A sickener: If you can’t see the World Cup on TV, it can’t create camaraderie

The article below was inspired by a previous blog post on the World Cup, which can be found here. The post was based on a timely and popular topic that was getting a lot of interest in The National newspaper. As you can see from the screenshot of the final page, it was the only comment piece that day to have been written in-house by a staff member.

If you can’t see the game it can’t create camaraderie

by Paul McMillan, The National, Comment section, June 21, 2010

I had been invited by a Dutch friend to watch the Netherlands open their account against Denmark. For that afternoon one corner of Abu Dhabi was a sea of orange and the hotel where I was viewing the match was drowned in the sounds of Dutch folk songs and the now obligatory hum of the vuvuzela.

The match itself became almost a secondary affair as strangers became friends over the course of the 90-minute contest and lost themselves in the carnival atmosphere. That’s the beauty of the World Cup: it is viewed across the globe by those who, while they may not support the same sides, want to take part in a common experience.

But first, the broadcast has to work.

In this region this year’s competition has been marred by transmission problems during key games. Starting with the opening game and continuing at several intervals for the first week of the tournament, the problem is not a minor technical difficulty.

Al Jazeera has blamed the glitch on “sabotage” but has said little else. According to the broadcaster, it has the full backing of football’s governing body, Fifa, to tackle the problem.

Questions over blame or compensation can wait for fans who, while the tournament is still on, just want to watch as much of it as possible. And for many, the only way to make sure they can enjoy a match without interruption is through websites that stream games over the internet.

Hunched over a stuttering computer screen, with the picture shrunk to increase clarity, is far from an ideal way to enjoy the rollercoaster ride that is the World Cup. It does remove the fear, however, of “missing out” on a great match and offers the viewer the choice of which feed to use. If you are not happy with the coverage from one source, says the free-to-air SBS service in Australia, then switch to another site that carries ESPN’s feed from the US.

Al Jazeera bought the rights to the tournament last November as part of a deal worth $1 billion. They have every right to try and make a profit from this investment. But after the frustrations of watching the tournament so far, Fifa ought to look at making the World Cup more accessible to fans in the region.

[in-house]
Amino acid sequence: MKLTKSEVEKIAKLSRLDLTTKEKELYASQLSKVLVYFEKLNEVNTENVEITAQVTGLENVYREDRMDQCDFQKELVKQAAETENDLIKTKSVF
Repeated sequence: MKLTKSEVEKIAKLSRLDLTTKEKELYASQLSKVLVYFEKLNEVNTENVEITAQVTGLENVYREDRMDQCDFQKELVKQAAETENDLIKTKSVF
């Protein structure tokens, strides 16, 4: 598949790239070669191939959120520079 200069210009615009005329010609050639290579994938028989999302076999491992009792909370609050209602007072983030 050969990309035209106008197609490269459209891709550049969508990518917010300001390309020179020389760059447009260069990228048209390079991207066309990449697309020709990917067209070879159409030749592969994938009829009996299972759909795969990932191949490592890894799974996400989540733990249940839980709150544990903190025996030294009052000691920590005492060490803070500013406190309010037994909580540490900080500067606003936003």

The MENA region is the only one in the world where the World Cup is only available through pay-per-view. In the UK, where the tournament has been considered one of “the crown jewels” of sport since 2000, along with Wimbledon and Formula One, the World Cup must be free-to-air by law. This year the BBC and ITV have broadcast the tournament on television, radio and, of course, on the internet. Across the globe a total of 18 countries, including Argentina, Brazil and Slovenia are legally streaming their coverage online.

Fifa is known to guard its brand vigorously. For instance, during this tournament the world football governing body has threatened legal action against a Dutch brewery that sent a troupe of models to the Holland-Denmark match as an advertising ploy without having approval. But the growth in unofficial sites streaming games shows the game’s governors are getting left behind.

Faced with the choice between an unreliable connection or an official site showing high-quality games with full analysis at a small fee, many fans around the would take up the offer to watch the games on their laptops or smart phones. The experience would be less thrilling than viewing the games with hundreds of other fans, but it would be better than missing a key game or goal.

If Fifa was feeling particularly sporting, it could even split the proceeds from these internet broadcasts with the official broadcasters in each subscriber’s territory. As a long-suffering football fan, I fear that there is as little chance of this happening at the next World Cup as there is of the English side winning this one.

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